The last thing that every waterfowler needs to know is you don’t have to win contests to be a good duck or goose caller. In fact, you don’t have to spend enormous amounts of money on duck and goose calls to be an effective waterfowler.  I once was sitting in the blind on a slower day and heard what I would describe as a cross between a park duck and a Kazoo.  It was the most God-awful noise I had ever heard and it was right behind the boat.  I stood up annoyed that some guy with his new call had setup so close only to get busted by about 30 mallards eating into the spread.  I could not believe a real hen mallard sounded so awful!  If this were someone in my boat I would of asked him to stick that where the sun didn’t shine.  However as it were I watched a good group of mallards with one nasty sounding hen retreat into the refuge.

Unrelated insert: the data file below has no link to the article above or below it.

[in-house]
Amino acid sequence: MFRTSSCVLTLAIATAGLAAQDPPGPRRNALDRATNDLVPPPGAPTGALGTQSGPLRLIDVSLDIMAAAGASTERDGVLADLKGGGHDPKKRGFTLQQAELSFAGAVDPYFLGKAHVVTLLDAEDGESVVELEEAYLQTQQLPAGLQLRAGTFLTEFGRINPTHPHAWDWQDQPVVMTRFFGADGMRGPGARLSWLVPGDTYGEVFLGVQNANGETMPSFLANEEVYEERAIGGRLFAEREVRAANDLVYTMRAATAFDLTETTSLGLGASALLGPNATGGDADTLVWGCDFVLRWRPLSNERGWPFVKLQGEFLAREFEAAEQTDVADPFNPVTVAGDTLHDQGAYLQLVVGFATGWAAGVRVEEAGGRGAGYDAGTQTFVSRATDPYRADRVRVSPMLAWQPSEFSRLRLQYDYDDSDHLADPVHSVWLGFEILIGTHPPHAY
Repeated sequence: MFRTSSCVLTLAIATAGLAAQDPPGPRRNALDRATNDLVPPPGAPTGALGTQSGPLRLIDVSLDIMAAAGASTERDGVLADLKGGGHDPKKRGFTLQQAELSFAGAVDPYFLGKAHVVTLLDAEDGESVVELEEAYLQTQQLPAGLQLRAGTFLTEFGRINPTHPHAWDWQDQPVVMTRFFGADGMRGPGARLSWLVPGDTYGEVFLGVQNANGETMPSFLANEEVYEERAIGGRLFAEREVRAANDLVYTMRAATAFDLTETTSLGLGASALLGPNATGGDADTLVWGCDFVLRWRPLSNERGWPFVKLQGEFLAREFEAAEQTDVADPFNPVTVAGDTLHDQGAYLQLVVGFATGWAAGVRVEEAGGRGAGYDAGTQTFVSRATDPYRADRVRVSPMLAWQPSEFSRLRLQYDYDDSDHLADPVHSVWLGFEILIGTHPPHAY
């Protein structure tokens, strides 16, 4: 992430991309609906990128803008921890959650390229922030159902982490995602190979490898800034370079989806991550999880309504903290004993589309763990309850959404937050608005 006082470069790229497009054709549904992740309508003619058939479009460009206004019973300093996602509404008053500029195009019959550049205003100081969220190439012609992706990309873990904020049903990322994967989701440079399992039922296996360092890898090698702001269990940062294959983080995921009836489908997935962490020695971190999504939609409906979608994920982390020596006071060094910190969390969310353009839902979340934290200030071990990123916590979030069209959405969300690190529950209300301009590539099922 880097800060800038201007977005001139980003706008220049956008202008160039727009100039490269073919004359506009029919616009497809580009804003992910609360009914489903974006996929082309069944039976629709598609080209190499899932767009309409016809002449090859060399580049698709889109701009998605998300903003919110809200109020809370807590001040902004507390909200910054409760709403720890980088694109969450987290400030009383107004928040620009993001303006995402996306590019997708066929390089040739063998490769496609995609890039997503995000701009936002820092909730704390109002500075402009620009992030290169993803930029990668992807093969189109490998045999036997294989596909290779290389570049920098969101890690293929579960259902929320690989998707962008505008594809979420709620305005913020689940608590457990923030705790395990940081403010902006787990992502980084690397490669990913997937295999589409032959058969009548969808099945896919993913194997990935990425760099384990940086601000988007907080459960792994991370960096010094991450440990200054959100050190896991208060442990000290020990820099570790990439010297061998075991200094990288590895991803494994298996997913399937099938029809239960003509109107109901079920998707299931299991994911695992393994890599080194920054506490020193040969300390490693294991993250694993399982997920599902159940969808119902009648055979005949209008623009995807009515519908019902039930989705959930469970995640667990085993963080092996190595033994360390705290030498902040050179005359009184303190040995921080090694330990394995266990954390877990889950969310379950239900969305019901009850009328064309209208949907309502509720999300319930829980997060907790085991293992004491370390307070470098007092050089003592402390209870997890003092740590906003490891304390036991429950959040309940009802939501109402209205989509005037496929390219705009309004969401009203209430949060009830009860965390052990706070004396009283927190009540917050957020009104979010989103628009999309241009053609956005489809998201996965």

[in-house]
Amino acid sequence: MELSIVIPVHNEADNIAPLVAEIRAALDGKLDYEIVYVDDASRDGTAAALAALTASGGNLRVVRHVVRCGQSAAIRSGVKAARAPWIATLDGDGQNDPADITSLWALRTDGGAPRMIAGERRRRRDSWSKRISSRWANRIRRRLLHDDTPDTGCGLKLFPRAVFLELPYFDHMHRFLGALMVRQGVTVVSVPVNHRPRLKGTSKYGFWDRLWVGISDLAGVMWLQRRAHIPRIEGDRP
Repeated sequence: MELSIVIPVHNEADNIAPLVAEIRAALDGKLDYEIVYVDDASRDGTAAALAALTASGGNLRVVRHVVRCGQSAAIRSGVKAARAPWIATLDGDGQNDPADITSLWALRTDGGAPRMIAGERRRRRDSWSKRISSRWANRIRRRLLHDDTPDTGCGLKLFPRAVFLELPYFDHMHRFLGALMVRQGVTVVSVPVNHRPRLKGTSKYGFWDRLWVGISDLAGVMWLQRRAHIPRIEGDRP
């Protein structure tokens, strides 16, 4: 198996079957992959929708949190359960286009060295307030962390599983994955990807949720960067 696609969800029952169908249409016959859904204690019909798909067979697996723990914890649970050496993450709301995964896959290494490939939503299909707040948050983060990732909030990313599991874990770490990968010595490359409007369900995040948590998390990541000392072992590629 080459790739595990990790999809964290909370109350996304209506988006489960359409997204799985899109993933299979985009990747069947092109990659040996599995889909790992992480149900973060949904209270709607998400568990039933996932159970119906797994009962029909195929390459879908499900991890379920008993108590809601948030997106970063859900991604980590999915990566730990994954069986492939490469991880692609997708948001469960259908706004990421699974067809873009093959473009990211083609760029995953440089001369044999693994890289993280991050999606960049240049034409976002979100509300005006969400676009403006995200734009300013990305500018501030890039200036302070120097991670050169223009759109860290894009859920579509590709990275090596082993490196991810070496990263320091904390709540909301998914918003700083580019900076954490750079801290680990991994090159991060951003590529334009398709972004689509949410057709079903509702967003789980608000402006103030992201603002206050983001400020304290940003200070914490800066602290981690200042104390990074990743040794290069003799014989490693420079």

The moral to that story is don’t think that because you haven’t refinanced your home to buy more of the latest and greatest duck and goose calls, and you don’t sound like everyone else on the marsh that you’re not going to kill ducks. It has more to do about knowing when to use that call, than knowing how to sound like everyone else on the marsh.  I have seen many ducks killed over a single loan hen quack, while the rest of the marsh is trying to sound like a mallard free for all concert.

Lastly, to be the most efficient at calling learn from the real thing. Every call manufacturer has an instructional DVD out and they will help you get confidence, but every one of those DVD’s will also tell you that listening to the real thing is far more important.  Good luck this summer and get to know your waterfowl, and learn that lingo!